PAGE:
Wednesday, December 4, 2019

Pathophysiology Of Clinical Manifestations-Myassignmenthelp.Com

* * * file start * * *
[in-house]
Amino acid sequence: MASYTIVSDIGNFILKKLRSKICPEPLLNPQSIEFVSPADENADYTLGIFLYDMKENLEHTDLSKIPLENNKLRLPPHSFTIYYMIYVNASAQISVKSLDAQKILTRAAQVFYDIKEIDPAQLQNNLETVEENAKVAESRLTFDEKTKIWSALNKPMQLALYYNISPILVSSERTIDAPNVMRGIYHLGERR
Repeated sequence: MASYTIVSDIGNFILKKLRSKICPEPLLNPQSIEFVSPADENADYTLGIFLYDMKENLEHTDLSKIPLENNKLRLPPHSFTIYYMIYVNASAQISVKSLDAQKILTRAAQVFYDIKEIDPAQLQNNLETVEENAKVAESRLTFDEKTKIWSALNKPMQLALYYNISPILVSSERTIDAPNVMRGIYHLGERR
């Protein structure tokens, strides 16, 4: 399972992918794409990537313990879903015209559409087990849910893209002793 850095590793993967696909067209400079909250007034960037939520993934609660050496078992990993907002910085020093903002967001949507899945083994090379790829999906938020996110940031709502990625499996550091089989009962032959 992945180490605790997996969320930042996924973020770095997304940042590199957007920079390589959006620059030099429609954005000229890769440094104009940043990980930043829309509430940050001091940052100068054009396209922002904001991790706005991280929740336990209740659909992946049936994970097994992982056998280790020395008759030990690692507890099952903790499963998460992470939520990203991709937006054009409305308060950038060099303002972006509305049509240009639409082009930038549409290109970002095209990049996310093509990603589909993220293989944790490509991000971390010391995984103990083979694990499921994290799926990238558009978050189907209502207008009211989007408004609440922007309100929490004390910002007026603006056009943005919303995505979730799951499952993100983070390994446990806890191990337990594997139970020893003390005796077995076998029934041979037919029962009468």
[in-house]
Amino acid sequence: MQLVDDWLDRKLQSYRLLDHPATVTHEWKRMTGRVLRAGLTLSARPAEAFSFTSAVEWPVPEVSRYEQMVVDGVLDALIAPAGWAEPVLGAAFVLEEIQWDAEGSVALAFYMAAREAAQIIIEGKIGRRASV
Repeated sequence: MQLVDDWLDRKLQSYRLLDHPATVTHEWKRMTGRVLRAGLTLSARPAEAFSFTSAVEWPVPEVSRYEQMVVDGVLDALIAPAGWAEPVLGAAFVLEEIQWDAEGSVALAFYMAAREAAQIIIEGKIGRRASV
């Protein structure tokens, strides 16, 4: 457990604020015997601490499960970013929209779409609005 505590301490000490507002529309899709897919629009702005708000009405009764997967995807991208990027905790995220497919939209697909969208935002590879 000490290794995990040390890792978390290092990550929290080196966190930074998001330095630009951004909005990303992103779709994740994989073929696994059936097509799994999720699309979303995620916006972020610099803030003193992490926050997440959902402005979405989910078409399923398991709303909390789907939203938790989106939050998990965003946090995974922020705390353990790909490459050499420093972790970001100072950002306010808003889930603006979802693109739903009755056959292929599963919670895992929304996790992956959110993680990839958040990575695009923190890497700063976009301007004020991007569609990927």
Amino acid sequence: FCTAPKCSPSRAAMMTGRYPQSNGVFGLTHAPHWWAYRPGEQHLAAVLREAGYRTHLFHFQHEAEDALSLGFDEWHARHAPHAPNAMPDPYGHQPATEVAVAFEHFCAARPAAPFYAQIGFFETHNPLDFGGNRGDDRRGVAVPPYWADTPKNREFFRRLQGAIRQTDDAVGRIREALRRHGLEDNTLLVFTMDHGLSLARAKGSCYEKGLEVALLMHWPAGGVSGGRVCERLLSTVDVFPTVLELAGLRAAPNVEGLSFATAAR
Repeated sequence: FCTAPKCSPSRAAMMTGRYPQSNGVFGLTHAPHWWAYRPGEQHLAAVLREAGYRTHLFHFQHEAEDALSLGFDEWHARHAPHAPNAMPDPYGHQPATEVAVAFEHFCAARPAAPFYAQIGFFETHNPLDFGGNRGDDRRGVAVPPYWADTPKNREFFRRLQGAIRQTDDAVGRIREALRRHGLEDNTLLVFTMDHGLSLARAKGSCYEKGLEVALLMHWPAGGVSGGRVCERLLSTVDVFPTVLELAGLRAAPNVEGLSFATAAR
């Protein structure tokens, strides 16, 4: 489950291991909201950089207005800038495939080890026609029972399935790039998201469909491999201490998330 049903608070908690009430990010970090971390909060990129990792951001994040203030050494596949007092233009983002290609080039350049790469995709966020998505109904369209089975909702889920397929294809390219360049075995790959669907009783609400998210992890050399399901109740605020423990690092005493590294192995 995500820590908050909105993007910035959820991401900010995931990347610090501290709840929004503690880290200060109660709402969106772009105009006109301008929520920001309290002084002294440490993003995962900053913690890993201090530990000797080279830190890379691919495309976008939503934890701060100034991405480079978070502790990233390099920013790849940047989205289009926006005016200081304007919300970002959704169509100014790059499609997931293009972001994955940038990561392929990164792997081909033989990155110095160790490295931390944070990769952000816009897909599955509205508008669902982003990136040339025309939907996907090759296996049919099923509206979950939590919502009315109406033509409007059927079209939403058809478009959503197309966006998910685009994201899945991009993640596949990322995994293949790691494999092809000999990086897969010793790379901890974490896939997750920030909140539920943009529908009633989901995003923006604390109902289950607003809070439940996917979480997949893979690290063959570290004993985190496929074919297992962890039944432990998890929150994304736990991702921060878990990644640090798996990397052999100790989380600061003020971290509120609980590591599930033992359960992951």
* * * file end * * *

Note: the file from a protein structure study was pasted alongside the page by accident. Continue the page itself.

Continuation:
Question: Discuss About The Pathophysiology Of Clinical Manifestations? Answer: Introducation In patients with diabetes type 1, the ability of the pancreas to synthesize insulin is lost. This happens when the immune system attacks and kills the -cells of the islets of Langerhans by mistakenly attacking these insulin producing cells of the pancreas. Genetic susceptibility plays a role in type 1 diabetes, but the fact that that not all susceptible people progress to the disease indicates that some environmental factors are involved. These environmental factors could include viral and bacterial infections and provide an exogenous antigen that triggers the autoimmune attack of immune cells on the beta-cells(Knip Simell, 2012). Researchers have found evidence that A1beta-casein from cow's milk causes the primary trigger in some cases of type 1 diabetes (Chia, et al., 2017). In the absence of insulin, the ability of the body to utilize the blood glucose for production of energy in the cells is lost. As a result the blood glucose begins to rise and hyperglycemia occurs. Hyperglycem ia is said to have occurred when the blood glucose levels reach 180 mg/dl or more. It is possible for patients of type 1 diabetes to control hyperglycemia by taking insulin injections in the required dosage (, polyuria.html). Glucose in the urine was checked to diagnose diabetes before blood glucose tests became common. The presence of glucose in urine is termed glucosuria. The glucose in urine shows up when blood glucose levels are high. This happens because the renal tubules are unable to reabsorb the glucose due to its high levels. Glucosuria may be accompanied by symptoms, such as infections, prolonged time for wound healing, issues with vision, excessive thirst, increased frequency of urination, unexplained weight loss, and tingling sensation in hands and feet. Usually glucose appears in the urine when diabetes is poorly managed. Increased urination occurs in patients of type 1 diabetes if the diabetes is undiagnosed or if the blood sugar levels have risen high. It is one of the main symptoms of diabetes. Typically, passage of more than three liters of urine in a day is termed polyuria. Too much water lost in this way could cause dehydration and if polyuria remains prolonged, it can affect kidney function. Due to high blood sugar, the kidneys are not able to reabsorb all the sugar. The presence of sugar in the urine draws out more water and so polyuria occurs ( Increased thirst is a consequence of loss of excess water through increased urine output, it is another important symptom of high blood sugar that occurs due to high blood sugar or hyperglycemia and is termed polydipsia. Since diabetes type 1 occurs in children, the most common symptoms that help in diagnosis are polyuria, polydipsia and weightloss. Increased appetite or polyphagia occurs in type 1 diabetes patients due to low energy. The inability of glucose to enter cells due to lack of insulin results in a demand for energy and the body responds with a signal of increased appetite. This leads to hunger and increased intake of food and a higher blood sugar level. The insulin injections lower the blood glucose levels due to transport of glucose into cells for energy production and the symptom of polyphagia does not appear in patients after levels of blood glucose are controlled. Ketones in the blood and urine may occur in patients suffering from type 1 diabetes because of elevated blood glucose levels for a prolonged period. Ketones are the alternative fuel that the body uses when glucose cannot be used as a source of energy. The lack of insulin prevents cells from utilizing blood glucose as a source of energy. The body responds by breaking down fats and muscle for generation of energy. This occurs during periods of fasting when insulin levels are low but glucagon and epinephrine are there in normal levels. This causes release of fats from fat cells which reach the liver through the circulating blood. In the liver the fats are metabolized which results in the formation of ketones. The ketones, through the blood stream travel to different tissues and cells and can be used as an alternative source of energy (Ucsf). Unexplained weight loss often occurs in individuals who are diagnosed with type 1 diabetes which is often unintentional and the patient has not been on an exercise or diet regime to lose weight. The high blood glucose is a consequence of the inability of the body to utilize the glucose as a source of energy because it cannot be transported to the cells in the absence of insulin. In order to meet the energy demands of the body, the body responds by oxidising the fats and muscles of the body. Muscle loss is usually accompanied by weight loss and is observed more often in patients with type 1 diabetes. Some patients of type 2 diabetes may also experience unexplained weight loss (, /symptoms/unexplained-weight-loss.html). Nursing considerations related to the administration of NovoRapid Before administration It is important to check several times whether the correct type of insulin is being administered. A correct dosage should be prepared and it is better to ask a colleague to double check for the type of insulin being administered. The correct syringe calibrated with units should be used. The site of previous injections should be checked and a different site should be prepared for subcutaneous administration of the insulin. Repeated injections on the same site can cause necrosis ( The prefilled insulin should be rolled between the hands in order to mix the contents so that a uniform mixture is visible. It is important to ensure that each patient is given the right dose of insulin. The nurse should remain watchful and observe the patient carefully for any sign of hypoglycemia or hyperglycemia. Since fast acting insulin begins to act and lowers blood glucose level soon after the subcutaneous injection is given it is important to check blood glucose before the administ ration and the patient should be given a reminder about having a meal soon after (nhslanarkshire) Just before the injection the nurse should check whether the patient has not been administered the dose by another nurse. During administration the nurse should ensure that the site of subcutaneous injection is cleaned thoroughly, however an alcohol swab may not be used because the astringent action of the alcohol can make the subcutaneous injection painful. Nurse's hands should be washed with soap and water and gloves should be worn. Complete dosage of the insulin should be injected subcutaneously by raising the skin and rotating the needle. The injection should be held at the site up to a count of ten to ensure that the insulin disperses from the site of the injection. After administration of insulin the sharps should be discarded in the sharp box. The time, dosage and date of the administration should be recorded on the chart right after the administration and the entry should be initialled. In the instance that the site of injection bleeds or there is a visible spot of insulin or if the patient complains of pain, it should be reported to a senior colleague. It should be ensured that the insulin is stored at the recommended temperature in the refrigerator between 20C to 80C. Patient's blood glucose level should be checked every hour until two consecutive readings are within the normal range, two hour testing should be done until two consecutive readings are in the normal range and then a four hourly schedule should be maintained. Parents of a child who has been recently diagnosed with type 1 diabetes may experience a significant amount of stress. It is a life-threatening disorder and the constant challenge of having to deal with episodes of hypoglycemia or hyperglycemia can be emotionally exhausting for the parents. In Briana's case, she is a young child and dealing with giving the child insulin injections everyday could prove to be a daunting task. The parents may perceive it as harming the child with her getting upset at the prospect of feeling the pain. Parents of children have been assessed to be suffering from post traumatic stress disorder (Landolt, et al., 2002). Until the family gets used to the routine of frequent blood glucose checks, watching out for symptoms of hypoglycemia, making a schedule for food intake and sticking to it are difficult additions to an already busy life. That the disease, though manageable, will trouble Briana throughout her life is an added cause of worry. The child may prote st and may have behvioural issues the because the constant restrictions on diet can make the child irritable. In case of Briana's parents, they have the responsibility of her two year old sibling. The parents work full time and juggling the responsibilities of work, home and the kids can be physically exhausting. Managing the child's needs of medication, care, diet and physical exercise within their routines can prove to be physically exhausting. So many pressures can make them struggle with time and their own energy levels. Keeping up with emotional, physical and financial demands causes considerable distress to the parents. Ensuring that Briana's father is able to understand the illness of his daughter and the complex requirements of care-giving is important for achieving good health outcomes. As a nurse it is important to play a proactive role in helping her intellectually disabled father to understand the illness. With the help of educational tools, it is possible to make the father understand the requirements of monitoring the child's blood glucose levels, giving her insulin injections, training in how to recognize hypo- or hyper-glycemia, the importance of adherence to diet and exercise and the risk of long-term complications. Since the father was overwhelmed at the time of diagnosis, it is important to keep him calm and understand how he can help the child's mother in giving care to the child. It is possible to engage social workers who deal in training intellectually disabled parents(Getz, 2011). In Briana's case her father is concerned and most likely to understand the care needs in dealing with his child's illness. References (n.d.). /1-72-nursing-implications-for-administration-of-insulin/. Retrieved from Chia, J. S., McRae, J. L., Kukuljan, S., Woodford, K., Elliott, R. B., Swinburn, B., Dwyer, K. M. (2017). A1 beta-casein milk protein and other environmental pre-disposing factors for type 1 diabetes. Nutrition Diabetes, 7(5), e274. (n.d.). /polyuria.html. Retrieved from (n.d.). /symptoms/unexplained-weight-loss.html. Retrieved from (n.d.). polyuria.html. Retrieved from diaTribe. (n.d.). type-1-diabetes. Retrieved from Getz, L. (2011, December). 111511p14.shtml. Retrieved from Knip, M., Simell, O. (2012). Environmental Triggers of Type 1 Diabetes. Cold Spring Harbor Perspectives in Medicine , 2(7), a007690. Landolt, M., Ribi, K., Laimbacher, J., Vollrath, M., Gnehm, H., Sennhauser, F. (2002). Brief Report: Posttraumatic Stress Disorder in Parents of Children With Newly Diagnosed Type 1 Diabetes . Journal of Pediatric Psychology, 27(7):647-652. nhslanarkshire. (n.d.). Guideline%20for%20the%20Administration%20of%20Insulin%20by%20Nursing%20Staff%20final%20May14.pdf. Retrieved from Ucsf. (n.d.). /ketones/. Retrieved from (n.d.). /diabetic-ketoacidosis-dka-topic-overview#1. Retrieved from